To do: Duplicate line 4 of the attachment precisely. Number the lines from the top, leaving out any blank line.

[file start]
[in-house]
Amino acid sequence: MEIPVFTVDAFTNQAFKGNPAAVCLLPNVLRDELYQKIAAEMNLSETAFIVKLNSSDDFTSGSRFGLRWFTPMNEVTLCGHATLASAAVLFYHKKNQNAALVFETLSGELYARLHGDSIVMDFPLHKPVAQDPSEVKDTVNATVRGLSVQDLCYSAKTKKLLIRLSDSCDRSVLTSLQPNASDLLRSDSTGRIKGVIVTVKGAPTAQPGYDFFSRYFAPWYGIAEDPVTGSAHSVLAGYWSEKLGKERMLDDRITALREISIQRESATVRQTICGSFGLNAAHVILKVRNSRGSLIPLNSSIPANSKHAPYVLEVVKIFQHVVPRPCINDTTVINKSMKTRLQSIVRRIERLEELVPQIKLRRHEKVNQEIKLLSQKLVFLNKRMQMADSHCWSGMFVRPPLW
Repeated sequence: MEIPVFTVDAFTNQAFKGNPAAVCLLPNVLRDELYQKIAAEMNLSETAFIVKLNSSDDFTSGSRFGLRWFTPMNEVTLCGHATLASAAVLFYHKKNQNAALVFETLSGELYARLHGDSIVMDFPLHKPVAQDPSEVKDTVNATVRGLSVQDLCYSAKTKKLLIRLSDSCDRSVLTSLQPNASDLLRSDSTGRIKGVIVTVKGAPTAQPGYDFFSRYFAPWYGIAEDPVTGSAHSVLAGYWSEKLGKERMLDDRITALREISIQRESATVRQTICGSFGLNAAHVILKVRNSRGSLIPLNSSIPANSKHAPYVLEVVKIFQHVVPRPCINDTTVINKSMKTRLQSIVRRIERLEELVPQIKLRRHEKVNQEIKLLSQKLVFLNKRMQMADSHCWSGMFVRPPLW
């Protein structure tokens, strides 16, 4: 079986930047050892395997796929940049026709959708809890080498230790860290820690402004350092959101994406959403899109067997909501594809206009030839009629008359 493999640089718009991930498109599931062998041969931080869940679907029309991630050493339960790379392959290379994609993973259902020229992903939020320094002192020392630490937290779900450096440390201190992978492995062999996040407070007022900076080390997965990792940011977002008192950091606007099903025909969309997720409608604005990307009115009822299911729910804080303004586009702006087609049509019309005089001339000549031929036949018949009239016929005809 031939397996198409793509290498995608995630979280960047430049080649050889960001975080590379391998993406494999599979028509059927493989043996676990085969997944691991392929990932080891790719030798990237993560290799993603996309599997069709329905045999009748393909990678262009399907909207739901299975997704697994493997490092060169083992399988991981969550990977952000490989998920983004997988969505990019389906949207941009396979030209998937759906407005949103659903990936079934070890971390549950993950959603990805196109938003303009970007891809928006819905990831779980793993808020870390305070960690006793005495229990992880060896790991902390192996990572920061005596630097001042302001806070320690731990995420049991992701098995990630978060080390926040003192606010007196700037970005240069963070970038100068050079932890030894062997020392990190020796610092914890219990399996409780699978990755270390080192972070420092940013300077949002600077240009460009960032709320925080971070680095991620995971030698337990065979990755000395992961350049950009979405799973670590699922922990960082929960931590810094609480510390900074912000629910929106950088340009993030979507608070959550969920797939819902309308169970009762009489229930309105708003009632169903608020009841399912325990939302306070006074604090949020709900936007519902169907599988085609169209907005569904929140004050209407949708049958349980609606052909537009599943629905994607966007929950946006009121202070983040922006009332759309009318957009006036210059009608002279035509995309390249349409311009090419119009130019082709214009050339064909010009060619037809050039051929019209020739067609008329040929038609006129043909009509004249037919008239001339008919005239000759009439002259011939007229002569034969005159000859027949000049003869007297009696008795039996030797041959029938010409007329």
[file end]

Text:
């Protein structure tokens, strides 16, 4: 079986930047050892395997796929940049026709959708809890080498230790860290820690402004350092959101994406959403899109067997909501594809206009030839009629008359 493999640089718009991930498109599931062998041969931080869940679907029309991630050493339960790379392959290379994609993973259902020229992903939020320094002192020392630490937290779900450096440390201190992978492995062999996040407070007022900076080390997965990792940011977002008192950091606007099903025909969309997720409608604005990307009115009822299911729910804080303004586009702006087609049509019309005089001339000549031929036949018949009239016929005809 031939397996198409793509290498995608995630979280960047430049080649050889960001975080590379391998993406494999599979028509059927493989043996676990085969997944691991392929990932080891790719030798990237993560290799993603996309599997069709329905045999009748393909990678262009399907909207739901299975997704697994493997490092060169083992399988991981969550990977952000490989998920983004997988969505990019389906949207941009396979030209998937759906407005949103659903990936079934070890971390549950993950959603990805196109938003303009970007891809928006819905990831779980793993808020870390305070960690006793005495229990992880060896790991902390192996990572920061005596630097001042302001806070320690731990995420049991992701098995990630978060080390926040003192606010007196700037970005240069963070970038100068050079932890030894062997020392990190020796610092914890219990399996409780699978990755270390080192972070420092940013300077949002600077240009460009960032709320925080971070680095991620995971030698337990065979990755000395992961350049950009979405799973670590699922922990960082929960931590810094609480510390900074912000629910929106950088340009993030979507608070959550969920797939819902309308169970009762009489229930309105708003009632169903608020009841399912325990939302306070006074604090949020709900936007519902169907599988085609169209907005569904929140004050209407949708049958349980609606052909537009599943629905994607966007929950946006009121202070983040922006009332759309009318957009006036210059009608002279035509995309390249349409311009090419119009130019082709214009050339064909010009060619037809050039051929019209020739067609008329040929038609006129043909009509004249037919008239001339008919005239000759009439002259011939007229002569034969005159000859027949000049003869007297009696008795039996030797041959029938010409007329």